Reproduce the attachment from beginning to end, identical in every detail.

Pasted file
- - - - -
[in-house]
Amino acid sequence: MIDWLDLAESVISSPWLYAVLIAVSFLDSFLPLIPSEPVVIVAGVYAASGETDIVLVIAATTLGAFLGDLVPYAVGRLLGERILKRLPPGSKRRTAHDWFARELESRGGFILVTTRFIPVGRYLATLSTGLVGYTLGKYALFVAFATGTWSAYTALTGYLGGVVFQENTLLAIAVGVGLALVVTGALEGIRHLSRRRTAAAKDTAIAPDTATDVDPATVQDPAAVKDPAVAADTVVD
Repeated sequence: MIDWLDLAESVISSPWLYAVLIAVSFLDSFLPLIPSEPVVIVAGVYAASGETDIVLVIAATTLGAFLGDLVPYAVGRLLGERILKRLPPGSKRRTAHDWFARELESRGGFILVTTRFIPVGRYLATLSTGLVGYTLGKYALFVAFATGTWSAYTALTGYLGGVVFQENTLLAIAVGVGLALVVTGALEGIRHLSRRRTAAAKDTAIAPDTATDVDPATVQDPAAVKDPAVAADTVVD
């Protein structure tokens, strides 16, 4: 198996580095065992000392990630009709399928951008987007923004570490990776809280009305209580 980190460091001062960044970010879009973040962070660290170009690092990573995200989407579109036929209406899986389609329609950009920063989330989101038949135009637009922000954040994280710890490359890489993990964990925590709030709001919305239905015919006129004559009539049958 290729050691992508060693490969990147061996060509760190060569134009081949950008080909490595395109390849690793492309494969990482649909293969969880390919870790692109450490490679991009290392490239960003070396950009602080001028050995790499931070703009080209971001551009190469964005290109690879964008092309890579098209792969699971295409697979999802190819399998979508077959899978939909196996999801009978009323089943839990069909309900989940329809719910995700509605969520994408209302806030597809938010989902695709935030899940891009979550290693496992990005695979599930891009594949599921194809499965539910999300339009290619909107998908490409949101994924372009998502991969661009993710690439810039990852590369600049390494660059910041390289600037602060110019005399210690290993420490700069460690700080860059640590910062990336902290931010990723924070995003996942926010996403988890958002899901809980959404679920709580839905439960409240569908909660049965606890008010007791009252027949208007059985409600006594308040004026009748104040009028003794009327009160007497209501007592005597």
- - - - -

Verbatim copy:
[in-house]
Amino acid sequence: MIDWLDLAESVISSPWLYAVLIAVSFLDSFLPLIPSEPVVIVAGVYAASGETDIVLVIAATTLGAFLGDLVPYAVGRLLGERILKRLPPGSKRRTAHDWFARELESRGGFILVTTRFIPVGRYLATLSTGLVGYTLGKYALFVAFATGTWSAYTALTGYLGGVVFQENTLLAIAVGVGLALVVTGALEGIRHLSRRRTAAAKDTAIAPDTATDVDPATVQDPAAVKDPAVAADTVVD
Repeated sequence: MIDWLDLAESVISSPWLYAVLIAVSFLDSFLPLIPSEPVVIVAGVYAASGETDIVLVIAATTLGAFLGDLVPYAVGRLLGERILKRLPPGSKRRTAHDWFARELESRGGFILVTTRFIPVGRYLATLSTGLVGYTLGKYALFVAFATGTWSAYTALTGYLGGVVFQENTLLAIAVGVGLALVVTGALEGIRHLSRRRTAAAKDTAIAPDTATDVDPATVQDPAAVKDPAVAADTVVD
């Protein structure tokens, strides 16, 4: 198996580095065992000392990630009709399928951008987007923004570490990776809280009305209580 980190460091001062960044970010879009973040962070660290170009690092990573995200989407579109036929209406899986389609329609950009920063989330989101038949135009637009922000954040994280710890490359890489993990964990925590709030709001919305239905015919006129004559009539049958 290729050691992508060693490969990147061996060509760190060569134009081949950008080909490595395109390849690793492309494969990482649909293969969880390919870790692109450490490679991009290392490239960003070396950009602080001028050995790499931070703009080209971001551009190469964005290109690879964008092309890579098209792969699971295409697979999802190819399998979508077959899978939909196996999801009978009323089943839990069909309900989940329809719910995700509605969520994408209302806030597809938010989902695709935030899940891009979550290693496992990005695979599930891009594949599921194809499965539910999300339009290619909107998908490409949101994924372009998502991969661009993710690439810039990852590369600049390494660059910041390289600037602060110019005399210690290993420490700069460690700080860059640590910062990336902290931010990723924070995003996942926010996403988890958002899901809980959404679920709580839905439960409240569908909660049965606890008010007791009252027949208007059985409600006594308040004026009748104040009028003794009327009160007497209501007592005597």